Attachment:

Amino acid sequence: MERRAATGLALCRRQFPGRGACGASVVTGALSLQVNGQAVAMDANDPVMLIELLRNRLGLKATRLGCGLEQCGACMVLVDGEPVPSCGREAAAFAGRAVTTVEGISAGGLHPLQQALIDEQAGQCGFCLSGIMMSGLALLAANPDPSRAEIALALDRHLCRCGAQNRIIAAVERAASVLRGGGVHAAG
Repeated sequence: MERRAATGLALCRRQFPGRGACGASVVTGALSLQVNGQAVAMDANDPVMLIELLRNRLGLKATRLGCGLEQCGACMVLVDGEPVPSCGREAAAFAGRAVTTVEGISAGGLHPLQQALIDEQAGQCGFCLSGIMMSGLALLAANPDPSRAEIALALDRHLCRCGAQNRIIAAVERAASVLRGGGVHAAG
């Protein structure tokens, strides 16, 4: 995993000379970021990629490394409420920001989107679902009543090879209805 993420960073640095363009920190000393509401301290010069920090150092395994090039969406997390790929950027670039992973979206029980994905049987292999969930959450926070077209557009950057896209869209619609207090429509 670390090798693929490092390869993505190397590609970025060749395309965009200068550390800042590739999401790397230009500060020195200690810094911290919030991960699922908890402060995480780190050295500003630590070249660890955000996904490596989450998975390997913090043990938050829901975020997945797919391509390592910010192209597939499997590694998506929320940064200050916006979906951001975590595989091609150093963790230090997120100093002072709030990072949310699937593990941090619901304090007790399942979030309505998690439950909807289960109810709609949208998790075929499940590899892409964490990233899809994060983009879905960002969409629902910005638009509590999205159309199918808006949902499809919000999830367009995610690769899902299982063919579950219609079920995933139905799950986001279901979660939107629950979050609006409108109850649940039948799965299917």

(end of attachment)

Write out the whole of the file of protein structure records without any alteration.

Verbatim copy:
Amino acid sequence: MERRAATGLALCRRQFPGRGACGASVVTGALSLQVNGQAVAMDANDPVMLIELLRNRLGLKATRLGCGLEQCGACMVLVDGEPVPSCGREAAAFAGRAVTTVEGISAGGLHPLQQALIDEQAGQCGFCLSGIMMSGLALLAANPDPSRAEIALALDRHLCRCGAQNRIIAAVERAASVLRGGGVHAAG
Repeated sequence: MERRAATGLALCRRQFPGRGACGASVVTGALSLQVNGQAVAMDANDPVMLIELLRNRLGLKATRLGCGLEQCGACMVLVDGEPVPSCGREAAAFAGRAVTTVEGISAGGLHPLQQALIDEQAGQCGFCLSGIMMSGLALLAANPDPSRAEIALALDRHLCRCGAQNRIIAAVERAASVLRGGGVHAAG
């Protein structure tokens, strides 16, 4: 995993000379970021990629490394409420920001989107679902009543090879209805 993420960073640095363009920190000393509401301290010069920090150092395994090039969406997390790929950027670039992973979206029980994905049987292999969930959450926070077209557009950057896209869209619609207090429509 670390090798693929490092390869993505190397590609970025060749395309965009200068550390800042590739999401790397230009500060020195200690810094911290919030991960699922908890402060995480780190050295500003630590070249660890955000996904490596989450998975390997913090043990938050829901975020997945797919391509390592910010192209597939499997590694998506929320940064200050916006979906951001975590595989091609150093963790230090997120100093002072709030990072949310699937593990941090619901304090007790399942979030309505998690439950909807289960109810709609949208998790075929499940590899892409964490990233899809994060983009879905960002969409629902910005638009509590999205159309199918808006949902499809919000999830367009995610690769899902299982063919579950219609079920995933139905799950986001279901979660939107629950979050609006409108109850649940039948799965299917």